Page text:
05.3 mini-project: working 3D form machine [Michael Lin]

1. Abstract

Sound Sand Art is a mechanism that senses loud sound in the environment and captures it in sand.  The concept is that there would be different colors of sand that would be poured in to a container, thus, building layers of colored sand capturing a history of loud sounds.   Different levels of loudness in the environment will trigger the different colors to be dumped.

*Originally, I had designed two colors of sand to be used but unforeseen problems arose preventing two servos to be used (See section “3. How it works”).  So far, I have been able to successfully setup one servo to dump one color of sand when a loud noise is sensed.

2. Video Sketch

3. How it works

*Please refer to 5. Coding also

1. Setup the Sound Sensor

Bought a sound sensor off robotshop.com.  Unfortunately, it was not very sensitive to sensing sounds.  However, the way it works is to connect it through analog in (pin 0) of the arduino and read the PWM values.  After, connect its power and ground wires.  It is recommended to adjust the sensed values to the environment first and find the various loudness levels to detect.

2. Setup the Servo Motor

Servo Motors are used to open and close hatches where the sand slides down from and in to the container.  Connect a wire to the analog out so the current can be run through PWM (pin 9) to control the degree of turns on the servo.  After, connect its power and ground wires to the arduino.

[Problem]
There were problems setting up the second servo to the arduino to work with the sound sensor.  For some reason, the second servo is always in idle with current running through it, which interferes with the sound sensor when it is reading in values.

3. Code the Arduino

Arduino is programmed to have conditional statements when a loud sound is sensed and to open and close the hatch accordingly, while a LED is used to visually see the loudness of the sound input through its brightness.  You can download the code below.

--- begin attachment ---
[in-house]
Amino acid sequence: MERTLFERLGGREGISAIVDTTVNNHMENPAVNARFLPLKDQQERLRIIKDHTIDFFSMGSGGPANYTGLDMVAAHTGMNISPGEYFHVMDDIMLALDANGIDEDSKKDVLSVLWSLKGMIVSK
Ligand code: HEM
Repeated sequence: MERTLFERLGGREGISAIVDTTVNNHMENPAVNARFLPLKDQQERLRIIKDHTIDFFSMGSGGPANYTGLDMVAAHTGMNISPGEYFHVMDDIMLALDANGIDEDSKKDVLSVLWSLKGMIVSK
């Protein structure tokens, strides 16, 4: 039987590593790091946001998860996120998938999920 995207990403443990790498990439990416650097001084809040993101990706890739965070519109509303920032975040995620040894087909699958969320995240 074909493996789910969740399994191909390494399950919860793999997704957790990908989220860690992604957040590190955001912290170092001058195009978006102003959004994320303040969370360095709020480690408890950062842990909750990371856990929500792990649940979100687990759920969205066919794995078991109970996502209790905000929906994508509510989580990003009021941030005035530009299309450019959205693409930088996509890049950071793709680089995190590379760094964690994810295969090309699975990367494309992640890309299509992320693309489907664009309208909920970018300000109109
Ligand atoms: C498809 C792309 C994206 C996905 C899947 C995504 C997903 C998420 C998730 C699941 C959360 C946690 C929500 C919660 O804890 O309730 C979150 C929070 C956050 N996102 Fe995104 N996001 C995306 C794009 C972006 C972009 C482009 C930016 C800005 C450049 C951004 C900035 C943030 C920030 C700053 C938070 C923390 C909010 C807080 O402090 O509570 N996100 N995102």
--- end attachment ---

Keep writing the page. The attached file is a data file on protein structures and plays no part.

4. Create Structure using Blackboard

A Blackboard was used to create the structure of the mechanism.  The thick, strong paper material allows the structure to stand solidly. Slits were made to slide and attach parts together and then taped to secure it.  A cross section structure setup was created for the base so the parts can stand in a sturdy way.

5. Paper funnel and Metal Pipe Clamp

Bought a 3 to 4 in. metal clamp from Home Depot to hold the paper funnel where the sand will be poured in.  Blackboard structure cut-outs were constructed to use as leg supports.

4. Schematic Design

As discussed before, the concept is to have two hatches opening to pour the sand depending on the environment loudness level.  Servo motor will be attached to a door turning it open or close as determined by the programming of the arduino, while the sound sensor senses loud sounds to trigger the servos.  One change from this design is that the servos, instead, will be controlling the hatch door to pour the sand rather than tipping the container that holds the sand.

5. Coding

Arduino Sketch: Sound Sand Art Arduino Code

6. Parts

All electronic parts are bought from robotshop.com

Sound Sensor: DFRobot Sound Sensor – $9.17


Arduino Duemilanove – $30.00


Servo Extender Cable – $1.95 x 2


Hitec HS-311 Servo Motor – $8.99 x 2


Blackboard bought from CMU art store

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~ by Michael Lin on March 26, 2010.

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